Interest-Only Mortgage Payments and Payment-Option ARMs-Are They for You

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Board of Governors of the Federal Reserve System
Federal Deposit Insurance Corporation
National Credit Union Administration
Offi ce of the Comptroller of the Currency
Offi ce of Thrift Supervision
Interest-Only Mortgage
Payments and
Payment-Option ARMs —
Are They for You?
Board of Governors of the Federal Reserve System

Interest-Only Mortgage Payments and Payment-Option ARMs | 1
Owning a home is part of the
American dream. But high
home prices may make the
dream seem out of reach. To
make monthly mortgage pay-
ments more affordable, many
lenders offer home loans that allow you to (1) pay only the
interest on the loan during the fi rst few years of the loan
term or (2) make only a specifi ed minimum payment that
could be less than the monthly interest on the loan.
Whether you are buying a house or refi nancing your mort-
gage, this information can help you decide if an interest-only
mortgage payment (an I-O mortgage)—or an adjustable-rate
mortgage (ARM) with the option to make a minimum pay-
ment (a payment-option ARM)—is right for you. Lenders have
a variety of names for these loans, but keep in mind that with
I-O mortgages and payment-option ARMs, you could face
I
payment shock. Your payments may go up a lot—
as much as double or triple—after the interest-only
period or when the payments adjust.
In addition, with payment-option ARMs you could face
I
negative amortization. Your payments may not cover all
of the interest owed. The unpaid interest is added to
your mortgage balance so that you owe more on your
mortgage than you originally borrowed.

2 | Interest-Only Mortgage Payments and Payment-Option ARMs
Be sure you understand the loan terms and the risks you
face. And be realistic about whether you can handle future
payment increases. If you’re not comfortable with these risks,
ask about another loan product.
What is an I-O mortgage payment?
Traditional mortgages require that each month you pay back
some of the money you borrowed (the principal) plus the inter-
est on that money. The principal you owe on your mortgage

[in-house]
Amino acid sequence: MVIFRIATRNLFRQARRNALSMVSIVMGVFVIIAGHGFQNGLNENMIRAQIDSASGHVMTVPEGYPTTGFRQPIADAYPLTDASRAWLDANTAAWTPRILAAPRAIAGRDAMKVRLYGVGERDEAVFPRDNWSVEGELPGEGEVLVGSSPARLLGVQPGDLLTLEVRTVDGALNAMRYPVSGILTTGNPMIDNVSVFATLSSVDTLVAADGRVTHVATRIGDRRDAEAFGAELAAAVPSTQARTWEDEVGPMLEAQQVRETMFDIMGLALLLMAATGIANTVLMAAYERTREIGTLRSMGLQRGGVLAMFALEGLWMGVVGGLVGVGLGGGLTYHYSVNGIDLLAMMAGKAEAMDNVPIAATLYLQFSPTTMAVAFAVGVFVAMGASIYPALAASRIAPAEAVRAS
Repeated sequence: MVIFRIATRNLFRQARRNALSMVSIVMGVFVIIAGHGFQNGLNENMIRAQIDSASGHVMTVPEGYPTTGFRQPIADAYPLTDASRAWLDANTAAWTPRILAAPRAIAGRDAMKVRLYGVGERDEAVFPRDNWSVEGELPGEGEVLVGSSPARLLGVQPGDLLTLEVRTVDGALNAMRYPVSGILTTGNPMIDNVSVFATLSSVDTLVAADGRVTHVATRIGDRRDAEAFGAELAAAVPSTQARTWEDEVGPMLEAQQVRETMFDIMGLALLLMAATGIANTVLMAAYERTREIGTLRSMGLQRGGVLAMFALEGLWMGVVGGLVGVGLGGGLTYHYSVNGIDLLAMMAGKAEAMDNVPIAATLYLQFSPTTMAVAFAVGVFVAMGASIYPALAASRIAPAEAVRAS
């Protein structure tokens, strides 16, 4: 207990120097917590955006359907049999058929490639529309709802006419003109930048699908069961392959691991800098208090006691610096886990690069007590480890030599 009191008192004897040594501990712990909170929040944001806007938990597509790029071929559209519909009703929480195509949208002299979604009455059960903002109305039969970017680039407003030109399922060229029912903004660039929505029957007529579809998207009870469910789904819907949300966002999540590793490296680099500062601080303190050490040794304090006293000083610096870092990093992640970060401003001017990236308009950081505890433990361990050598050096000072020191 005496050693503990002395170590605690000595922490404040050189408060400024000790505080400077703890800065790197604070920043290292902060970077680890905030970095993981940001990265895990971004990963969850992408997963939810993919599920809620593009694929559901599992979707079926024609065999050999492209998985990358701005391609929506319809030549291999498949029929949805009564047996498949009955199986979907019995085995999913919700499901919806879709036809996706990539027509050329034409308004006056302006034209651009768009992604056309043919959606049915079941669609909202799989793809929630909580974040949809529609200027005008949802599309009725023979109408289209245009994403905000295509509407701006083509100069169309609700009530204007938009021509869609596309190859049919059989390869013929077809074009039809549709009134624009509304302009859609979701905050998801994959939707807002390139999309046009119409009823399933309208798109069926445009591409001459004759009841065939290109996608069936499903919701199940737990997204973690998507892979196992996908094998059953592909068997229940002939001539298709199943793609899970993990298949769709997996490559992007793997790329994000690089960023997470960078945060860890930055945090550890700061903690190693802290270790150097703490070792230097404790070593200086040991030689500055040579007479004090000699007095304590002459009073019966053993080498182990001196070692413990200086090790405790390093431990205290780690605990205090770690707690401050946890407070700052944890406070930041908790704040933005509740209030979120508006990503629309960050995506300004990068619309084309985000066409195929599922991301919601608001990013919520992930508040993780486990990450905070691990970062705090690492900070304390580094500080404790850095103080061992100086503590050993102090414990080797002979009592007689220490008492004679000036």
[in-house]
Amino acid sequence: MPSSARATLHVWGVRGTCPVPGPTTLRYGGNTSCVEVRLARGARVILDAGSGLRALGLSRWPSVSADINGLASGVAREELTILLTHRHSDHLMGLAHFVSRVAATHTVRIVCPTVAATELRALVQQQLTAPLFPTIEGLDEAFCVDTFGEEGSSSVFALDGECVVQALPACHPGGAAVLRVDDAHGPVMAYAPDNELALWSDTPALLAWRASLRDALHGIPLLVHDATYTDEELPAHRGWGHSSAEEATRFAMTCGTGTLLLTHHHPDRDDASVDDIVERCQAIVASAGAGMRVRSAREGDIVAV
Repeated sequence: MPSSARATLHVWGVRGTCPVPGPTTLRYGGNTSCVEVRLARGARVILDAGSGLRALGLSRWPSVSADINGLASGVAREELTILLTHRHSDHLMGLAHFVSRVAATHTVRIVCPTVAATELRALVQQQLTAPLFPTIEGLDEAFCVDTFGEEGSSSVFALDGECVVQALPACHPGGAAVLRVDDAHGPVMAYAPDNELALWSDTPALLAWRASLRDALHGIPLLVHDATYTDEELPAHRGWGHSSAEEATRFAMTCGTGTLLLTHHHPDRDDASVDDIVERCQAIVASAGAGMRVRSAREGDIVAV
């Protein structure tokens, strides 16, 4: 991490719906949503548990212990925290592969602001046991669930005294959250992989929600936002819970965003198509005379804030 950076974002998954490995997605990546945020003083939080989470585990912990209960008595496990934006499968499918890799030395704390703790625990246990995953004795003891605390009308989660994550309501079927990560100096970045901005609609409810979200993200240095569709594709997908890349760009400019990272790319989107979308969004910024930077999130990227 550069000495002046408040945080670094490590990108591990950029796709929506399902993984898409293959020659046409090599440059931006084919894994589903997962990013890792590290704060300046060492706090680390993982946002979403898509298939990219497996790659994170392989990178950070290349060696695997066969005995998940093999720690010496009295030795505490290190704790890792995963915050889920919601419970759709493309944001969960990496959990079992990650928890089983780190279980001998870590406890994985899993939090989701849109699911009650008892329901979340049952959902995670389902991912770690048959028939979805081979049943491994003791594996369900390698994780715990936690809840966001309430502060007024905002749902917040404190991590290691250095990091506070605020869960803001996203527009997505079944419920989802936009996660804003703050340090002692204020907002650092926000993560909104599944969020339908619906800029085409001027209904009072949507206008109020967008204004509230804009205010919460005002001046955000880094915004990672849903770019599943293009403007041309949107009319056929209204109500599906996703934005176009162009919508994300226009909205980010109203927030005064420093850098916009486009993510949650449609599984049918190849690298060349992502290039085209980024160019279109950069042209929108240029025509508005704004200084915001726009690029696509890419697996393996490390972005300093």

decreases over the term of the loan. In contrast, an I-O payment
plan allows you to pay only the interest for a specifi ed number
of years. After that, you must repay both the principal and the
interest.
Most mortgages that offer an I-O payment plan have adjustable
interest rates, which means that the interest rate and monthly
payment will change over the term of the loan. The changes may
be as often as once a month or as seldom as every 3 to 5 years,
depending on the terms of your loan. For example, a 5/1 ARM
has a fi xed interest rate for the fi rst 5 years; after that, the rate
can change once a year (the “1” in 5/1) during the rest of the
loan. More information on ARMs is available in the Federal
Reserve Board’s Consumer Handbook on Adjustable Rate Mortgages.
The I-O payment period is typically between 3 and 10 years.
After that, your monthly payment will increase—even if interest
rates stay the same—because you must pay back the principal as
well as the interest. For example, if you take out a 30-year mort-
gage loan with a 5-year I-O payment period, you can pay only
interest for 5 years and then both principal and interest over the
next 25 years. Because you begin to pay back the principal, your
payments increase after year 5.

Interest-Only Mortgage Payments and Payment-Option ARMs | 3
What is a payment-option ARM?
A payment-option ARM is an adjustable-rate mortgage that
allows you to choose among several payment options each
month. The options typically include
I a traditional payment of principal and interest (which reduces
the amount you owe on your mortgage). These payments
may be based on a set loan term, such as a 15-, 30-, or 40-
year payment schedule.
I an interest-only payment (which does not change the amount
you owe on your mortgage).
I a minimum (or limited) payment (which may be less than the
amount of interest due that month and may not pay down
any principal). If you choose this option, the amount of any
interest you do not pay will be added to the principal of the
loan, increasing the amount you owe and increasing the
interest you will pay.
Interest rates. The interest rate on a payment-option ARM is
typically very low for the fi rst 1 to 3 months (2%, for example).
After that, the rate usually rises to a rate closer to that of other
mortgage loans. Your monthly payments during the fi rst year
are based on the initial low rate, meaning that if you only make
the minimum payment, it may not cover the interest due. The
unpaid interest is added to the amount you owe on the mort-
gage, resulting in a higher balance. This is known as negative
amortization.
Also, as interest rates go up, your payments are
likely to go up.
Payment changes. Many payment-option ARMs limit, or cap, the
amount the monthly minimum payment may increase from year
to year. For example, if your loan has a payment cap of 7.5%,
your monthly payment won’t increase more than 7.5% from one

4 | Interest-Only Mortgage Payments and Payment-Option ARMs
year to the next (for example, from $1,000 to $1,075), even if inter-
est rates rise more than 7.5%. Any interest you don’t pay because
of the payment cap will be added to the balance of your loan.
Payment-option ARMs have a built-in recalculation period, usu-
ally every 5 years. At this point, your payment will be recalcu-
lated (lenders use the term recast) based on the remaining term
of the loan. If you have a 30-year loan and you are at the end of
year 5, your payment will be recalculated for the remaining 25
years. The payment cap does not apply to this adjustment. If
your loan balance has increased, or if interest rates have risen
faster than your payments, your payments could go up a lot.
Ending the option payments. Lenders end the option payments if